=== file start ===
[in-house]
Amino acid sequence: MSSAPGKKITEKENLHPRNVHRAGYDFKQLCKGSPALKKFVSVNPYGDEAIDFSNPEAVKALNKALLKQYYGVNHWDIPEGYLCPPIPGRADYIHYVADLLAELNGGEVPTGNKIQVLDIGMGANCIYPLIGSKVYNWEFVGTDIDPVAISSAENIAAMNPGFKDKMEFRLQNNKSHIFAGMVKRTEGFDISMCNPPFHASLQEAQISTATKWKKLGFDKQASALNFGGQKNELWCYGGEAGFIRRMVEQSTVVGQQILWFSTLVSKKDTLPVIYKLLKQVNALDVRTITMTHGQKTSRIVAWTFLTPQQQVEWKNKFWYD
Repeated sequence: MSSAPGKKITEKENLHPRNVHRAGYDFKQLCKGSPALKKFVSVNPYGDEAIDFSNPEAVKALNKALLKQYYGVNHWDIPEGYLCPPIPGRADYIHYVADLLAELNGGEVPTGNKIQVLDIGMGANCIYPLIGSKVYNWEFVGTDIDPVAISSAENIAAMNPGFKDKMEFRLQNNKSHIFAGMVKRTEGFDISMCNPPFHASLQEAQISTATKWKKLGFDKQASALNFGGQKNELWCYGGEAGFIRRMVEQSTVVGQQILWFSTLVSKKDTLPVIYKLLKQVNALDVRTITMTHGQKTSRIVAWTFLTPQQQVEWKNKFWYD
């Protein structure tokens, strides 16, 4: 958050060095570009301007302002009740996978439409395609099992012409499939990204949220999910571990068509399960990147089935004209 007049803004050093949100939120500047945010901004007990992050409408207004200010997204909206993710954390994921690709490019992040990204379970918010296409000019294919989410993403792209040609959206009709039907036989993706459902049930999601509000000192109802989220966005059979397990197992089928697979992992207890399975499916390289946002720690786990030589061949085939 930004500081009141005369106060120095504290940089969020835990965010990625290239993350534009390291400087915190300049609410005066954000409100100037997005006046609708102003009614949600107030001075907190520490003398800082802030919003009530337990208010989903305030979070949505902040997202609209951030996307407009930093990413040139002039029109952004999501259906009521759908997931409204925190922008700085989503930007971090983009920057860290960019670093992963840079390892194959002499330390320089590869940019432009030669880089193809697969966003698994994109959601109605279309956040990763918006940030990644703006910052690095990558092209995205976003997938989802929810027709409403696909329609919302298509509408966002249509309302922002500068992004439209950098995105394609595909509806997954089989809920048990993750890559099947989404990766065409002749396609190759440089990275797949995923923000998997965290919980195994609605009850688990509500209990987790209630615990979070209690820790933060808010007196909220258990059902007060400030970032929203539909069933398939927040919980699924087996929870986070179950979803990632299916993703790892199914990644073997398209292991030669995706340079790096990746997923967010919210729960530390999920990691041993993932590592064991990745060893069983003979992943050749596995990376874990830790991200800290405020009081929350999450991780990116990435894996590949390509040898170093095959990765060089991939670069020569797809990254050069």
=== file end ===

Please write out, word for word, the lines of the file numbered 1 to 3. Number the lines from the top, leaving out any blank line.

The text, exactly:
[in-house]
Amino acid sequence: MSSAPGKKITEKENLHPRNVHRAGYDFKQLCKGSPALKKFVSVNPYGDEAIDFSNPEAVKALNKALLKQYYGVNHWDIPEGYLCPPIPGRADYIHYVADLLAELNGGEVPTGNKIQVLDIGMGANCIYPLIGSKVYNWEFVGTDIDPVAISSAENIAAMNPGFKDKMEFRLQNNKSHIFAGMVKRTEGFDISMCNPPFHASLQEAQISTATKWKKLGFDKQASALNFGGQKNELWCYGGEAGFIRRMVEQSTVVGQQILWFSTLVSKKDTLPVIYKLLKQVNALDVRTITMTHGQKTSRIVAWTFLTPQQQVEWKNKFWYD
Repeated sequence: MSSAPGKKITEKENLHPRNVHRAGYDFKQLCKGSPALKKFVSVNPYGDEAIDFSNPEAVKALNKALLKQYYGVNHWDIPEGYLCPPIPGRADYIHYVADLLAELNGGEVPTGNKIQVLDIGMGANCIYPLIGSKVYNWEFVGTDIDPVAISSAENIAAMNPGFKDKMEFRLQNNKSHIFAGMVKRTEGFDISMCNPPFHASLQEAQISTATKWKKLGFDKQASALNFGGQKNELWCYGGEAGFIRRMVEQSTVVGQQILWFSTLVSKKDTLPVIYKLLKQVNALDVRTITMTHGQKTSRIVAWTFLTPQQQVEWKNKFWYD